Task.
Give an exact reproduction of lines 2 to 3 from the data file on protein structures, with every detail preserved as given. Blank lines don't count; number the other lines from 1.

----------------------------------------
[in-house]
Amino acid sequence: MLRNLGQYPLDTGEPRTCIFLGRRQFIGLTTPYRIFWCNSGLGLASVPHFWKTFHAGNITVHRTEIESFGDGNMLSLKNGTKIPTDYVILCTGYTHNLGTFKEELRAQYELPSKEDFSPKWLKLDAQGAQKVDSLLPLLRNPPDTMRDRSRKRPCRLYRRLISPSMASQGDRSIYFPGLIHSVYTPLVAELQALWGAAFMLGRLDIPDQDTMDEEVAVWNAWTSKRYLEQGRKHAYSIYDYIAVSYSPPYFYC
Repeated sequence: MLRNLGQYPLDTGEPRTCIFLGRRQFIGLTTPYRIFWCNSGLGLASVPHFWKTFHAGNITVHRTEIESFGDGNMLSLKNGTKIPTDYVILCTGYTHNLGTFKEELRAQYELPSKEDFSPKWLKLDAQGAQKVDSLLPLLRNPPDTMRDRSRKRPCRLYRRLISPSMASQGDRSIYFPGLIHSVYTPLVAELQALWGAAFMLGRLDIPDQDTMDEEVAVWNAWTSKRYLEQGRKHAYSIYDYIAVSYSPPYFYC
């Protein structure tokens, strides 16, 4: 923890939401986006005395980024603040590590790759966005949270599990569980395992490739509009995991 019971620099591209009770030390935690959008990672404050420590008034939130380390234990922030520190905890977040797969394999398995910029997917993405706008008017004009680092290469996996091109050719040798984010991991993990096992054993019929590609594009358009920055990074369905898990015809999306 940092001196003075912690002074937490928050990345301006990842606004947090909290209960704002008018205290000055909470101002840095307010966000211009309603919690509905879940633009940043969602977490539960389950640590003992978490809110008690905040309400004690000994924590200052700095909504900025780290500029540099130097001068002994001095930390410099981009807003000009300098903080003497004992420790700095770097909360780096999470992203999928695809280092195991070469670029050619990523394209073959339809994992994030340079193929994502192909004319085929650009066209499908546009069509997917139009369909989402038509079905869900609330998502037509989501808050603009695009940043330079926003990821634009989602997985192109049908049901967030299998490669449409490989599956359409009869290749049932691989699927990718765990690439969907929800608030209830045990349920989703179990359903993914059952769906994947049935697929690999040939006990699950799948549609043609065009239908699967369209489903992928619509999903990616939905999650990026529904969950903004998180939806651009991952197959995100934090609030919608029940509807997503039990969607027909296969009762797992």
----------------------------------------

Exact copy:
Amino acid sequence: MLRNLGQYPLDTGEPRTCIFLGRRQFIGLTTPYRIFWCNSGLGLASVPHFWKTFHAGNITVHRTEIESFGDGNMLSLKNGTKIPTDYVILCTGYTHNLGTFKEELRAQYELPSKEDFSPKWLKLDAQGAQKVDSLLPLLRNPPDTMRDRSRKRPCRLYRRLISPSMASQGDRSIYFPGLIHSVYTPLVAELQALWGAAFMLGRLDIPDQDTMDEEVAVWNAWTSKRYLEQGRKHAYSIYDYIAVSYSPPYFYC
Repeated sequence: MLRNLGQYPLDTGEPRTCIFLGRRQFIGLTTPYRIFWCNSGLGLASVPHFWKTFHAGNITVHRTEIESFGDGNMLSLKNGTKIPTDYVILCTGYTHNLGTFKEELRAQYELPSKEDFSPKWLKLDAQGAQKVDSLLPLLRNPPDTMRDRSRKRPCRLYRRLISPSMASQGDRSIYFPGLIHSVYTPLVAELQALWGAAFMLGRLDIPDQDTMDEEVAVWNAWTSKRYLEQGRKHAYSIYDYIAVSYSPPYFYC